Probiotic, prebiotic, and synbiotic (a combination of pro- and prebiotic) supplements increasingly are being used to prevent and treat a variety of health conditions. Although colonization is considered a key element in the success of such treatments, few clinical studies have addressed colonizing ability. Studies are even more limited in neonates and infants, who may benefit most from such treatment. The present study was conducted to determine the colonizing ability, tolerance, and impact on the stool flora of 7 days of administration of a synbiotic supplement to a neonatal cohort, in preparation for a larger hospital-based trial.
In this randomized, double-masked, controlled trial, healthy inborn newborns >35 weeks of gestational age and >1800 g birth weight were randomized between 1 and 3 days after birth to receive an oral synbiotic preparation (Lactobacillus plantarum and fructooligosaccharides) or a dextrose saline placebo. Two babies were treated with the synbiotic preparation for every 1 baby treated with the placebo. Duration of therapy was 7 days. Comprehensive stool cultures were done at baseline and on days 3, 7, 14, 21, and 28.
Nineteen infants received the active study supplement and 12 infants received the placebo for 7 days. L plantarum was cultured from the stools of 84% of the treated infants after 3 days of treatment, and from 95% of infants on day 28 after birth. Of the infants, 100%, 94%, 88%, 56%, and 32% remained colonized at months 2, 3, 4, 5, and 6, respectively. In both groups, the total mean number of species and the mean log colony counts increased over time. The number of bacterial species was significantly higher on days 21 and 28 in the synbiotic preparation group compared with placebo (P = 0.002 and 0.03, respectively). There was a linear increase in the mean log gram-negative colony counts in the placebo group during the 4-week period that was significantly higher than that in the Lactobacillus group on days 14, 21, and 28 (P < 0.001 for each). In contrast, the supplement group had significantly higher gram-positive colony counts on days 14 (P = 0.002) and 28 (P = 0.04). Only 1 infant in the placebo group was colonized with L fermentum during the first 28 days of life. No difference was found in the percent increase in weight between baseline and day 7, but on day 28 and months 2, 3, and 6, the percent increase from baseline was higher in the probiotic-treated group (P </= 0.05). The supplement was tolerated well.
The synbiotic preparation colonized quickly after 3 days of administration and the infants stayed colonized for several months after therapy was stopped. There was an increase in bacterial diversity and gram-positive organisms and a reduction of gram-negative bacterial load in the treatment group. Because a combination preparation was used, it is difficult to specifically attribute the colonization to either the probiotic or prebiotic component in this study. Larger efficacy trials are warranted to examine the mechanism of action and precise effects of these supplements.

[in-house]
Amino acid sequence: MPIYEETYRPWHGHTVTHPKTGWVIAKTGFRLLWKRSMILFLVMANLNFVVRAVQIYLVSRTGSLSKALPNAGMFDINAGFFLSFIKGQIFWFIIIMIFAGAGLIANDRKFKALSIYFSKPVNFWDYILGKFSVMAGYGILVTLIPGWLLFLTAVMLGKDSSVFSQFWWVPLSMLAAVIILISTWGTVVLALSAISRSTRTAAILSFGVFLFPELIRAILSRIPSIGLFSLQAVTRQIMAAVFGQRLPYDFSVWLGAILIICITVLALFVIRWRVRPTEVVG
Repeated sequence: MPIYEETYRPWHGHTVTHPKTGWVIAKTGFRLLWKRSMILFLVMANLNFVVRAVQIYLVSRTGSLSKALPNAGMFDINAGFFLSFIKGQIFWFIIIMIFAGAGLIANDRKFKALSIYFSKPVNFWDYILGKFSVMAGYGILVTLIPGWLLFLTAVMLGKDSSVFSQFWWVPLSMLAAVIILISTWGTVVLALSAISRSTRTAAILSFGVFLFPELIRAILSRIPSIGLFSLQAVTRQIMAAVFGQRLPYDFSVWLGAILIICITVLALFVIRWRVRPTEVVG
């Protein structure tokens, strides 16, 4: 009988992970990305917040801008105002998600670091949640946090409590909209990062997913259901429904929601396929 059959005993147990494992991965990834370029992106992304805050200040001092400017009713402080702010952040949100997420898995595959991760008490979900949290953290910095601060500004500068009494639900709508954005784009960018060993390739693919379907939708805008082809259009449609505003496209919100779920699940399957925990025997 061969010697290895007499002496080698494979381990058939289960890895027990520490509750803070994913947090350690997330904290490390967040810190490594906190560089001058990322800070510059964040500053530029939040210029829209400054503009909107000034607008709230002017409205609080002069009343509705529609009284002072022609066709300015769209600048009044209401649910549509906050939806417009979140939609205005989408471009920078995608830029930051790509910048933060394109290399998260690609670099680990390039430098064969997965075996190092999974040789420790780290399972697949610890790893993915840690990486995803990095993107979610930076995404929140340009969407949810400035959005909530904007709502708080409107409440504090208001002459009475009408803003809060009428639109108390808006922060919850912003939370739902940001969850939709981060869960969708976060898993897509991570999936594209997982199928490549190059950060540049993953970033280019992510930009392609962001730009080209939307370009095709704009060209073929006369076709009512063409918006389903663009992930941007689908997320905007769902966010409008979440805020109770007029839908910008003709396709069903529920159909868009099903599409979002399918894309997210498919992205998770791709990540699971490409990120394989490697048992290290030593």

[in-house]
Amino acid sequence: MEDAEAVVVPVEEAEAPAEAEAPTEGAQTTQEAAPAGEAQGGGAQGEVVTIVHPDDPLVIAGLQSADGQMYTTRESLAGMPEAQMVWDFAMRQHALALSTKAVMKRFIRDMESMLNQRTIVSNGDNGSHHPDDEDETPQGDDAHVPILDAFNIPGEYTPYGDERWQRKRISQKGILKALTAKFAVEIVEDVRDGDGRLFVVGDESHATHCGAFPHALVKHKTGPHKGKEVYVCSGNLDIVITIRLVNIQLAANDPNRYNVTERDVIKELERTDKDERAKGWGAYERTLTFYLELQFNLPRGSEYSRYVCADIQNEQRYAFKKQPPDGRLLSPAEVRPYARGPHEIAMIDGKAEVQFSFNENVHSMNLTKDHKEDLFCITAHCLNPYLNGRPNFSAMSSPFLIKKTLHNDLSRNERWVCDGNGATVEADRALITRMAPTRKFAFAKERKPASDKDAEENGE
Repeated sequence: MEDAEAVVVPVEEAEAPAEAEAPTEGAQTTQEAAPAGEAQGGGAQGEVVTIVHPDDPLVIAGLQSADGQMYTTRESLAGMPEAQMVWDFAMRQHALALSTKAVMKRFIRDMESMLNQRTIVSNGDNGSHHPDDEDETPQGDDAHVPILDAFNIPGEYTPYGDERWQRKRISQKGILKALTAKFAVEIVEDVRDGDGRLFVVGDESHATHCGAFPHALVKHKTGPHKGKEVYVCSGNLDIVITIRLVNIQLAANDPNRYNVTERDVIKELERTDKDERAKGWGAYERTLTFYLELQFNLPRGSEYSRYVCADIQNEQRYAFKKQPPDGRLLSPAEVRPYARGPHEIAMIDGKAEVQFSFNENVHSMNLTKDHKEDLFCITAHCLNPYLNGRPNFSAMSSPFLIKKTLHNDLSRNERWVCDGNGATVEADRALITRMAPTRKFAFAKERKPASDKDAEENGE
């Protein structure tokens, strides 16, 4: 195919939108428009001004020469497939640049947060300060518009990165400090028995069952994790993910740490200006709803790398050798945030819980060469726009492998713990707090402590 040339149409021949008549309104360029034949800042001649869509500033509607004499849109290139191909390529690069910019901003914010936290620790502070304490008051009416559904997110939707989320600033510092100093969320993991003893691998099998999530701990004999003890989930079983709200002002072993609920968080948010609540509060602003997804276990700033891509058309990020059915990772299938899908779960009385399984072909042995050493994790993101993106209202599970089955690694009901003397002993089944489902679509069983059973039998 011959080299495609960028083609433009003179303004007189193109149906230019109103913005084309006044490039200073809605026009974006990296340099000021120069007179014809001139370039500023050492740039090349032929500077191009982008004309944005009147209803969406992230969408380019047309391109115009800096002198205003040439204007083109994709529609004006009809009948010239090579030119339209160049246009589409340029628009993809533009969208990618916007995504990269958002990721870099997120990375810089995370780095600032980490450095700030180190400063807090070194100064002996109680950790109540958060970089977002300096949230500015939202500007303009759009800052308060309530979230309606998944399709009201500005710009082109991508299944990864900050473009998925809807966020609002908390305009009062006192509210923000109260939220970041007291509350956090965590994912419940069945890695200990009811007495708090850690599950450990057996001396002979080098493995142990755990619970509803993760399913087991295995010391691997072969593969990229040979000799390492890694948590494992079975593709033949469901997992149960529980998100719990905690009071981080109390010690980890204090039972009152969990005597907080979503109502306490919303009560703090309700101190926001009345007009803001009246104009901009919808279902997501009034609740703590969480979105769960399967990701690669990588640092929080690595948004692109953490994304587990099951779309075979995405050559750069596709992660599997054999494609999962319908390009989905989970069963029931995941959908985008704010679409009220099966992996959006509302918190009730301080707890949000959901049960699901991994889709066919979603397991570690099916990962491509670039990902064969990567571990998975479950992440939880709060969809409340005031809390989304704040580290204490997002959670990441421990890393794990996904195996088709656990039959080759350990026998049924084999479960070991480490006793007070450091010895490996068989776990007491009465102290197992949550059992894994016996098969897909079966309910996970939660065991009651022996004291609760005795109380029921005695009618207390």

"Tobin et al., 2013) or babies that were inoculated shortly after birth (e.g. Panigrahi et al., 2008). Since these hosts would not have an established intestinal microbiota at the time of application, it would be relatively easy for incoming bacteria to establish growth and persist. "
[Show abstract][Hide abstract] ABSTRACT: The ability of probiotic Escherichia coli to colonise the human gut was determined in a volunteer study following national (German) regulations. Five persons voluntarily took a single, high dose of Symbioflor®2, which contains 6 different probiotic E. coli genotypes, to assess tolerance of the product, after which presence of E. coli in their faeces was tested for a follow-up period of 30 weeks. Intake of the product did not result in severe side effect in any of the individuals, though mild side effects were observed. Stool analysis showed that the probiotic E. coli had colonised all five persons for a period of 10 to 30 weeks (mean: 18.7 weeks, median: 25.7 weeks). In two individuals there was evidence of competition between host E. coli and probiotic E. coli, while in two others total E. coli levels increased persistently with at least a factor of 10 as a result of the received dose. In one individual, who had lacked detectable levels of faecal E. coli at the start of the post-authorisation safety study, long-term colonisation was established, first by probiotic E. coli exclusively, which were later replaced by host E. coli strains. In four out of five individuals, total E. coli faecal counts were higher on average than at the start of the experiment, while in none total levels exceeded 5×107 cfu/g. When the specific genotypes of the 6 probiotic E. coli were analysed, it was found that one and the same common genotype was responsible for prolonged colonisation in all five individuals.